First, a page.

We’ve had several chilly nights recently. It’s great for sleeping with an extra blanket. The bad news, for me, is I had a light freeze at the big garden. The basil was completely blackened but the peppers and tomatoes still have a bit of life left in them. This garden is located in a frost pocket away from any water.

Speaking of tomatoes, it’s official: I’m sick of them. I have enough sauce put up for at least a year and have eaten them fresh every way possible. I can happily wait until next summer for more. I never buy or eat them off-season.

I have not had the best of luck with shallots planted in the fall. They simply do not hold up in storage. Conversely, the ones I started from seed in February along with the onions are great. They are large and still firm.

Poison ivy and bittersweet are actually pretty right now with their fall colors. A word to the wise: never cut them for an arrangement. It’s obvious about poison ivy but the bittersweet berries will grow new plants if discarded into a compost pile.

My crabapples have formed attractive fruits. Any day now, birds will discover them.

Now is a great time for moving perennials and shrubs around. Resist the temptation to fertilize the new plantings as it could force new, tender growth that is subject to freezing.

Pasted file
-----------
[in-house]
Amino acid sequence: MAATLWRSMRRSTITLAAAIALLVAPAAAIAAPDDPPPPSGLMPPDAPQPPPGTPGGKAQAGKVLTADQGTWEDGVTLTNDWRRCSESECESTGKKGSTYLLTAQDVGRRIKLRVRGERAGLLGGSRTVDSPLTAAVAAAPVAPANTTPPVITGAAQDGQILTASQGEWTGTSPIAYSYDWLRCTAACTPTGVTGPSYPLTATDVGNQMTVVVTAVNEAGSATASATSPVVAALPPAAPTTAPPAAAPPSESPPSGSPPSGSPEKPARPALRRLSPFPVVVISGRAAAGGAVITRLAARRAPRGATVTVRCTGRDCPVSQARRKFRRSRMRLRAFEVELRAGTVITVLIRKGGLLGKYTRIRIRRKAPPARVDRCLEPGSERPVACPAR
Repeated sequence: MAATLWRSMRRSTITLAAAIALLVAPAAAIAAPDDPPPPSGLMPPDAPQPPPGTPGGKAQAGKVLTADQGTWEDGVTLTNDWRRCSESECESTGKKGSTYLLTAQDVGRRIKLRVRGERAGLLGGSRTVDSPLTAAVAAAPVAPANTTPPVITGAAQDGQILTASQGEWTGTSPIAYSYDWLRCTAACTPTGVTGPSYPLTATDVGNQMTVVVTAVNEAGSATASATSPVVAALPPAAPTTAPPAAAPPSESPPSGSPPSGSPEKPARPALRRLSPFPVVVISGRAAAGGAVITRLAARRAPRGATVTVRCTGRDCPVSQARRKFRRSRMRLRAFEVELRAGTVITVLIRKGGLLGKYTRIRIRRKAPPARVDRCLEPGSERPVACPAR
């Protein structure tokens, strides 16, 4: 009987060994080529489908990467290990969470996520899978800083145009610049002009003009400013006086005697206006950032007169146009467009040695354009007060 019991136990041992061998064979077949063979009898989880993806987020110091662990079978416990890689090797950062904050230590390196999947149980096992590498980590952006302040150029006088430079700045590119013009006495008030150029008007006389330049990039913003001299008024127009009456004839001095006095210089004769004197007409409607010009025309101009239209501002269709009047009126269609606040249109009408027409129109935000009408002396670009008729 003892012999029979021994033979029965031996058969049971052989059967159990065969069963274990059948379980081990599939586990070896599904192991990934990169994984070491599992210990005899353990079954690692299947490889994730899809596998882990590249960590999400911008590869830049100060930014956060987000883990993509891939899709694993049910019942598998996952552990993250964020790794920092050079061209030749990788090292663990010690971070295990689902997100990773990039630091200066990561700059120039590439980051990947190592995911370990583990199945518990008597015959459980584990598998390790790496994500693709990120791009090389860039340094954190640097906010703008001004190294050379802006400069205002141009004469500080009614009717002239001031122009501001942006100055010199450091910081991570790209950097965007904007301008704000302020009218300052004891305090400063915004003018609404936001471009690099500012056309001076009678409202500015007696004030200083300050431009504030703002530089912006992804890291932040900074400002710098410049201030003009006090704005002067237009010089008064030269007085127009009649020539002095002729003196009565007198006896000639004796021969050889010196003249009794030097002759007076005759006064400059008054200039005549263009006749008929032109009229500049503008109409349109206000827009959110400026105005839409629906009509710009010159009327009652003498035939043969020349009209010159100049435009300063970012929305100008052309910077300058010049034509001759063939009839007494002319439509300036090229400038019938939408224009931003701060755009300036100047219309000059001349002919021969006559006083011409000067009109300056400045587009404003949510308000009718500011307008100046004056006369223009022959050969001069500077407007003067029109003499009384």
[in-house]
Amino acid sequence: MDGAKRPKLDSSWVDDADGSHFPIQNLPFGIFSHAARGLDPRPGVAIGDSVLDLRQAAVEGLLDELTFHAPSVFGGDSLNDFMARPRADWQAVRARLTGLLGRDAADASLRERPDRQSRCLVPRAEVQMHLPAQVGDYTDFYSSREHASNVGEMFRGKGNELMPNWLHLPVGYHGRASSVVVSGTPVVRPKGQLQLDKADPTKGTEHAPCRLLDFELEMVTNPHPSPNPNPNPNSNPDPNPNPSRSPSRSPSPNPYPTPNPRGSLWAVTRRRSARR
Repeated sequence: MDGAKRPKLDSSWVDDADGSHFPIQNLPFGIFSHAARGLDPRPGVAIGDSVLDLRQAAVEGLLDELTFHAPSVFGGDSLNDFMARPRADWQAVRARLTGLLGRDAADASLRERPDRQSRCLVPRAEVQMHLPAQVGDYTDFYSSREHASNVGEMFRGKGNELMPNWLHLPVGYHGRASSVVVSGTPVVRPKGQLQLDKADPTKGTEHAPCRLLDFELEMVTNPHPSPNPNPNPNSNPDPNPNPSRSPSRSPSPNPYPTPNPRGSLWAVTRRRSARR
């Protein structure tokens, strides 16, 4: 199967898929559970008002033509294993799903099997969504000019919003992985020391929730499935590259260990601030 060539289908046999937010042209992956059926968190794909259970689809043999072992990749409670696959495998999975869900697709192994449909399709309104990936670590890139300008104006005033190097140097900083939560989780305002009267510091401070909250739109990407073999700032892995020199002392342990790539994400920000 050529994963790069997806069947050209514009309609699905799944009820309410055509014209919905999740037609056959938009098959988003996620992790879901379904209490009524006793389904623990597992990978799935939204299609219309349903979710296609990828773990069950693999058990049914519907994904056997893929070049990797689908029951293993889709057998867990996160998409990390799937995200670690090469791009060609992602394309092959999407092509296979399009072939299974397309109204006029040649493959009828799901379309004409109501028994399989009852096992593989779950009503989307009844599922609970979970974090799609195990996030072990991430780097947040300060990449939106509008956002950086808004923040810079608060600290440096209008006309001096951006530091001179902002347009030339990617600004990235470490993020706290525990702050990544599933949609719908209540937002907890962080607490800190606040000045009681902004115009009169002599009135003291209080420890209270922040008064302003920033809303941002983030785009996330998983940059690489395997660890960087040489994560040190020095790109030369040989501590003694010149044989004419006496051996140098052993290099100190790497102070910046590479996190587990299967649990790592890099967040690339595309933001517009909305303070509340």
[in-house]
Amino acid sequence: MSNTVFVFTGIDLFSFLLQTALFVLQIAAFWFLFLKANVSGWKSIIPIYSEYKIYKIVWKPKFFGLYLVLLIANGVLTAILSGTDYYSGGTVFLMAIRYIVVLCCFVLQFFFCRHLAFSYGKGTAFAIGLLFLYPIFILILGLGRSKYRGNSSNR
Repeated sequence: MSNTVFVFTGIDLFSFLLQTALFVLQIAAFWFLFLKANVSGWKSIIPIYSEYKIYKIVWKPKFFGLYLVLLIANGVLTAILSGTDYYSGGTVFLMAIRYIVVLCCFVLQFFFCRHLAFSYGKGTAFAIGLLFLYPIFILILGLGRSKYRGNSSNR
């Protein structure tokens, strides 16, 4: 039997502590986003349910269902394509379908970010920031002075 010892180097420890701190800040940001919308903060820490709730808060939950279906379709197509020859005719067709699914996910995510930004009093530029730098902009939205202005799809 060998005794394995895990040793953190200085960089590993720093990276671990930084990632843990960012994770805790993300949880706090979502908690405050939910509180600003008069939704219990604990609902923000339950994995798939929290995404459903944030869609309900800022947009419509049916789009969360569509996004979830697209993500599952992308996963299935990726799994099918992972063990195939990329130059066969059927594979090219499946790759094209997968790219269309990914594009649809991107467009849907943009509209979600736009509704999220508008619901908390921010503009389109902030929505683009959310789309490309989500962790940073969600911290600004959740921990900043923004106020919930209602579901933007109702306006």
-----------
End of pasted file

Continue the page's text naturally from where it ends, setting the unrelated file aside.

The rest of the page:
I do apply lime to the vegetable garden as debris is cleared. It will sweeten the soil and be ready by spring.

My daughter re-did the hoop house. It needed new paths and some serious weeding. I spent some time planting this week — field peas for salad shoots, carrots and lettuce.

I’ve had good luck with carrots planted mid-fall under some protection, i.e. plastic. They are pickable by February. The waning light does not seem to bother them, unlike the hens who have stopped serious egg production. I’m lucky to get two a day now. But by Christmas, when the light changes ever so slightly, they get right back to business.

My friend Sharlee reported the picking and pickling of her beets. Some were larger than softballs. This is the Lutz variety also known as winter keepers. Unwashed, they will keep in the refrigerator until the new year. They do not survive many freezes. They tend to get mushy by Christmas if left in the field.

I spent all day Tuesday (nicest wether we’ve had in months, by the way) driving around to various job sites and yanking geraniums from pots and window boxes. I can’t bear to see them freeze. With very little roots, I trim the tops within an inch of their lives and place three or four in a Belden-sized pot. They always live through the winter in an unheated back room (about 40 degrees) and are good for another season.

The Herschel Walker situation in Georgia tells you everything you need to know about the current Republican party. Like Hershel Walker, they do not support babies once they are born but they still have the audacity to claim Christian values.

I had to drag out the King James for the exact quote in Matthew 18:6: “But whoso shall offend one of these little ones which believe in me, it were better for him that a millstone were hanged about his neck and that he were drowned in the depth of the sea.”

There you have it!